Die Entführung aus dem Serail A groundbreaking production of Mozart’s Die Entführung aus dem Serail was staged at the Salzburg Festival during in August 2013 – Salzburg Airport’s Hangar-7 and Hangar-8 saw the 18th century story transformed to the present day, and performed for a 650-strong live audience in the round.

With the set and orchestra in different hangars, the audience listened via UHF transmission and moved through the scenery as part of the performance.

Die Entführung aus dem Serail Along with the live audience, ServusTV broadcast the two-and-a-half-hour performance live – which was also recorded using 16 cameras, two Steadicams and a cable cam system – and viewers in 19 other countries were able to tune in via UnitelClassica. In addition, live public screenings were held in Salzburg, Linz and Vienna. The images from outside cameras relayed the scene to the TV viewers. Appropriately, the escape from the Seraglio took place in a helicopter, in keeping with the setting. Even occasional noise from aircraft using the airport played a part.

The audio for the ambitious production (dubbed ‘Austria’s most complex, prestigious, and important audio event in 2013’ by the host broadcaster) was provided by German company, TVN Mobile Production, in conjunction with Euro TV Production.

‘You have to remember that many of those involved, including the performers, are used to working in an opera house with an infrastructure that has developed over many years,’ says Stephan Thyssen, who has worked for TVN Mobile Production since 1998 and has headed the company’s audio department since 2004. ‘Our job was to fulfil all the requirements, even in a hangar.’

TVN Mobile Production brought in an OB van and equipment truck for the event. The audio from the OB van was mixed separately in a specially-equipped audio container by tonmeister and sound engineer Georg Burdicek (Tonzauber, Vienna) using a Calrec Artemis Beam digital mixing console and a Neumann KH 310 A surround monitor set-up. In the OB control room, a TVN staff picked up the surround feed, and added commentary and atmos for the various broadcast sound requirements.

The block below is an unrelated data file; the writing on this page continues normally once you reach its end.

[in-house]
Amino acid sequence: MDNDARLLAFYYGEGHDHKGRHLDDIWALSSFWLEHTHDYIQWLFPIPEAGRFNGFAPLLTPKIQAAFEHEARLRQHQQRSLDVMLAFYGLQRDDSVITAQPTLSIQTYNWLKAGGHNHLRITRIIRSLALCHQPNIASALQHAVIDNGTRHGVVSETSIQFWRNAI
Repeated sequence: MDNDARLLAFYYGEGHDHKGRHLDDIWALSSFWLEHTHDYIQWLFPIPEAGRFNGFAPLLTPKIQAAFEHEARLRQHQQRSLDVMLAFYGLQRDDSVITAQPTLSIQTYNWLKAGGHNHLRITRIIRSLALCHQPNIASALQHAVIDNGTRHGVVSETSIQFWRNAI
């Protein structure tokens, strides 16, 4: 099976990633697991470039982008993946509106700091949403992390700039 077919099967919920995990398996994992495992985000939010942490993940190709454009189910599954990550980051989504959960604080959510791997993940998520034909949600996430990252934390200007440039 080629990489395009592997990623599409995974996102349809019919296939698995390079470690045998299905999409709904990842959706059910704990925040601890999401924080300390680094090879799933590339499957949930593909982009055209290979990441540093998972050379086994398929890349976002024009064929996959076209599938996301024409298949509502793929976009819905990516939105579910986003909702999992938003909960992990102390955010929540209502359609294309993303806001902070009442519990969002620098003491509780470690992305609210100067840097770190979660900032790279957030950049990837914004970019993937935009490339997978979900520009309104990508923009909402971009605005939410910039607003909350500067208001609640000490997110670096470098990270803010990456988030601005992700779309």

Mozart’s Die Entführung aus dem Serail The performance took place over an area of 13,700-sq-m, with orchestra and vocalists so far apart that they could neither see nor hear each other without electronic support. The Camerata Salzburg was conducted by Hans Graf played in Hangar-8, while most of the vocalists performed in Hangar-7.

The hangar doors left ajar during the performance and Burdicek avoided problems with wind noise and reflections from the hangar architecture by careful selection and positioning of the mics. A Decca Tree was used for the main mics, with two Sennheiser MKH 800s mounted on the rig in front of the orchestra as room microphones, and a cardioid Neumann TLM 170 R for the trumpets. All of the spot microphones used for the orchestra were Sennheiser MKH 8040 cardioid mics mounted on signal-carrying bars and fitted with MZW 8000 double-layer windshields. ‘This wind noise protection is extremely effective,’ Burdicek confirms.

Mixing Mozart

TVN had chosen the Calrec Artemis Beam console to handle the 5.1 music mix for the production, along with Calrec Hydra I/O boxes to feed the console.

‘The console exceeded our expectations for sonic performance and patching flexibility, especially in such an intricate and acoustically challenging environment as this one was,’ says Thyssen. ‘The complexity of the event was enormous since this production was not only going live-to-air, but also had to be recorded for a subsequent DVD/Blu-ray release. We were also impressed by the support we got from Calrec throughout the project. The production had so many moving parts, and Calrec allowed us to test the console on short notice and made sure there was someone on site from set-up through rehearsals to broadcast to operate the console and help the production run smoothly.’